Is Carrara Marble Going Extinct?

Mat Sanders

With the increasing demand for natural stone in the commercial marketplace, our favorite marbles, like Calacatta, Carrara, and Statuario, are becoming increasingly rare in the pure whites that we love. As quarries worldwide dig deeper for the noble material, premium fees are being slapped onto larger slabs, making the look of a bright marble with gorgeous veins harder to squeeze into the budget of many homeowners’ renovation projects. The good news is there is still plenty of stone to go around, and the material is self-replenishing. The bad news is it takes millions of years to fully mature, leaving us with an increasing amount of grayer tones. While we may not be in the middle of a Carrara crisis, stone and tile companies are looking to innovations in digital printing to make the look of our favorite marbles more attainable.

At this year's Coverings tile show, we sat with Ryan Fasan, the technical consultant for Tile of Spain, one of the leading exporters of the world’s tile. He gave us the scoop on the latest advancements in tile printed using scanned copies of stone to resemble the real thing. So relax—we can still have the French kitchen of our dreams, and at a fraction of the cost.

MYDOMAINE: What should we consider when deciding stone vs. tile?
RYAN FASAN: Since stone is a nature-made material, we are at the mercy of what’s there. If you are going to use natural stone, be sure that, firstly, the building itself will survive for a good long time, secondly that the stone being used will stand up to the intended use of the environment, and finally that the installation is done well so there are no issues if the building is around for a couple centuries. If the answer to any of those questions is even a "maybe not," there is absolutely no reason why a high-definition ink-jet ceramic shouldn’t be the first choice.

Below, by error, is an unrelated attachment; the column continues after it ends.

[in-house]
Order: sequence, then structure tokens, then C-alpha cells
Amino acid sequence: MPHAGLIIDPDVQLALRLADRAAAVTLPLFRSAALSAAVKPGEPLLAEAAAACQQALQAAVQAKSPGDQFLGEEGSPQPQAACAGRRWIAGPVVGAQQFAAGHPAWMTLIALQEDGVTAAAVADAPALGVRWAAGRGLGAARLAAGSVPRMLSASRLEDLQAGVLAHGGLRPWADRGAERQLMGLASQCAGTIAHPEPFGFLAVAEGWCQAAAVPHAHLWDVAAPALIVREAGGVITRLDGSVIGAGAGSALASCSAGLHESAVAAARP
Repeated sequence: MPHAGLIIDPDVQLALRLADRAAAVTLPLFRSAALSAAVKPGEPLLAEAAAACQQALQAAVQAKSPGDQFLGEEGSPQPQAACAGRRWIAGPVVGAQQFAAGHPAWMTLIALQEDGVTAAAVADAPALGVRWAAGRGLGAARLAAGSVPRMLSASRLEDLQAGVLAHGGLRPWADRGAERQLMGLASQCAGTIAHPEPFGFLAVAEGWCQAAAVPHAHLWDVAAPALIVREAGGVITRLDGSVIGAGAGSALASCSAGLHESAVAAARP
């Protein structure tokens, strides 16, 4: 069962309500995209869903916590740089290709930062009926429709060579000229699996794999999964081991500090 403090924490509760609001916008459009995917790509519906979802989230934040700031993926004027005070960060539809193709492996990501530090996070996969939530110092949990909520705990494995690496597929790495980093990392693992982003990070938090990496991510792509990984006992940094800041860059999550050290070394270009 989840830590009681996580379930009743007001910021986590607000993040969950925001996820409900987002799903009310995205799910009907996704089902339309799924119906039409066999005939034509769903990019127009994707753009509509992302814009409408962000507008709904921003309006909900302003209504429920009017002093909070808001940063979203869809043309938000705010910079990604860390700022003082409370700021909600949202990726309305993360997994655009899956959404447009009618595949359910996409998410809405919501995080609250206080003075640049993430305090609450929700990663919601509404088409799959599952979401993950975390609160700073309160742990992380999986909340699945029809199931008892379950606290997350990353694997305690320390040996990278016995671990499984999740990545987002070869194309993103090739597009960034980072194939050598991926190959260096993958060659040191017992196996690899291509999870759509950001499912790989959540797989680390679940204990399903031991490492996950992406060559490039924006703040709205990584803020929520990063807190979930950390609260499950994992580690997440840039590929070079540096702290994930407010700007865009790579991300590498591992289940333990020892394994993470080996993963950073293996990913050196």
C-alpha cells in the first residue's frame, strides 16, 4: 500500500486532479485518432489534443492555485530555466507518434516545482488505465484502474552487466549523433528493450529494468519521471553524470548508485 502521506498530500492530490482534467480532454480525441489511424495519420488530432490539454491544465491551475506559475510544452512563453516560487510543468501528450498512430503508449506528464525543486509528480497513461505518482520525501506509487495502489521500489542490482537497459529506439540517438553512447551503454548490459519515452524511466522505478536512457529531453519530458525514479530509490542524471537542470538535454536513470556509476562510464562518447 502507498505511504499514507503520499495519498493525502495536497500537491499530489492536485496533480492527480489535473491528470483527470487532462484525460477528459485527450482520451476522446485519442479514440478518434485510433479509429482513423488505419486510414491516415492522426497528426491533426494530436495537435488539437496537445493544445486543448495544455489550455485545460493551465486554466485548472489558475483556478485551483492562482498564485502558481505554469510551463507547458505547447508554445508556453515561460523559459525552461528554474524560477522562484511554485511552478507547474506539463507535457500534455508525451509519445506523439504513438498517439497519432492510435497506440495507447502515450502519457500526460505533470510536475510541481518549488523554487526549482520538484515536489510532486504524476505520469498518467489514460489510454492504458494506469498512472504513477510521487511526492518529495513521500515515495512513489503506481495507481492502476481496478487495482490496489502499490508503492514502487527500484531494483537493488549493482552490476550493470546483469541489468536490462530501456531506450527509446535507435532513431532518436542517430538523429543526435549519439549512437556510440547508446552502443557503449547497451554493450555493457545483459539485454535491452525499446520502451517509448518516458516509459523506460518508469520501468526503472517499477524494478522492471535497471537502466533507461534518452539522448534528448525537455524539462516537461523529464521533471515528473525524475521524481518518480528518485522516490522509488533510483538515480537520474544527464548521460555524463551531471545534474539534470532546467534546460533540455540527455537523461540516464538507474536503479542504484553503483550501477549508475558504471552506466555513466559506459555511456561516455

MD: How is digital tile coming to the rescue?
RF: We use high-definition photos and editing software so we can take pictures of semi-perfect slabs, remove any naturally occurring flaws from the image, and then print multiple copies of that truly natural variation for years to come. Our ink-jet printers today can apply even white and metallic inks, making it possible to reproduce almost any stone varietal and even come up with new ones never before seen in nature! The printing software and hardware has also improved by leaps and bounds since it was first introduced, making most of our high-end ink-jet collections have a variation of around 240 square feet before any repeating tiles.

MD: What are the perks of digitally printed ceramic tile vs. real-deal marble?
RF: As I say, technical characteristics are one big reason to go for ceramics. I have seen multiple kitchens with a white or creamy marble on the floor or counters, and because marble is calcareous (mostly composed of calcium carbonate), it reacts poorly with acids. That’s everything from soy sauce to wine; think about what we use in our kitchens every day! A glazed ceramic has none of these issues with acids and is unaffected by the sun, requires no sealers, is easily cleaned with hot water, saves on cost, and reduces waste of material in the fabrication process.

MD: Give us the insider's scoop on your top three digital-tile manufacturers coming out of Spain.
RF: A
s Tile of Spain is an association that represents 100-plus manufacturers, singling out three is difficult. Some of my favorites in terms of stone looks are Ceracasa, Tau, Porcelanosa, Aparici, and Vives.

Want to see the remarkable qualities of digital marble firsthand? Check out these sources to order samples, and visit Tile of Spain to learn more about this innovative new product.

Would you consider purchasing a digitally-produced marble? Tell us in the comments.

Explore: Carrara, marble, Stone, Tile

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